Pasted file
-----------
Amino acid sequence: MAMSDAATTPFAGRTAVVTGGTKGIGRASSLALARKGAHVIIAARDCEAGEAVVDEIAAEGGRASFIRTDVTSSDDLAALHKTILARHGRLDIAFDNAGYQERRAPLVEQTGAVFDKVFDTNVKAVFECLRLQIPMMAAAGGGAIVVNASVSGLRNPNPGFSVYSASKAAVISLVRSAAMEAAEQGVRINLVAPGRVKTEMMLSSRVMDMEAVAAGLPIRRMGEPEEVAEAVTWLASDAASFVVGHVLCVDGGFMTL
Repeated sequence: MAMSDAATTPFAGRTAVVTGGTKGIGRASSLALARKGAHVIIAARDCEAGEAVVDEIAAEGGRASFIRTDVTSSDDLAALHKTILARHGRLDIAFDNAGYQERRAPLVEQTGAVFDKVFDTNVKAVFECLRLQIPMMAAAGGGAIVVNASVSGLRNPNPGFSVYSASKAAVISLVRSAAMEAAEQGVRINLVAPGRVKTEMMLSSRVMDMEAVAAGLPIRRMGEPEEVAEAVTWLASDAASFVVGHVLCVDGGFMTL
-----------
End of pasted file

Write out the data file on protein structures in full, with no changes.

Amino acid sequence: MAMSDAATTPFAGRTAVVTGGTKGIGRASSLALARKGAHVIIAARDCEAGEAVVDEIAAEGGRASFIRTDVTSSDDLAALHKTILARHGRLDIAFDNAGYQERRAPLVEQTGAVFDKVFDTNVKAVFECLRLQIPMMAAAGGGAIVVNASVSGLRNPNPGFSVYSASKAAVISLVRSAAMEAAEQGVRINLVAPGRVKTEMMLSSRVMDMEAVAAGLPIRRMGEPEEVAEAVTWLASDAASFVVGHVLCVDGGFMTL
Repeated sequence: MAMSDAATTPFAGRTAVVTGGTKGIGRASSLALARKGAHVIIAARDCEAGEAVVDEIAAEGGRASFIRTDVTSSDDLAALHKTILARHGRLDIAFDNAGYQERRAPLVEQTGAVFDKVFDTNVKAVFECLRLQIPMMAAAGGGAIVVNASVSGLRNPNPGFSVYSASKAAVISLVRSAAMEAAEQGVRINLVAPGRVKTEMMLSSRVMDMEAVAAGLPIRRMGEPEEVAEAVTWLASDAASFVVGHVLCVDGGFMTL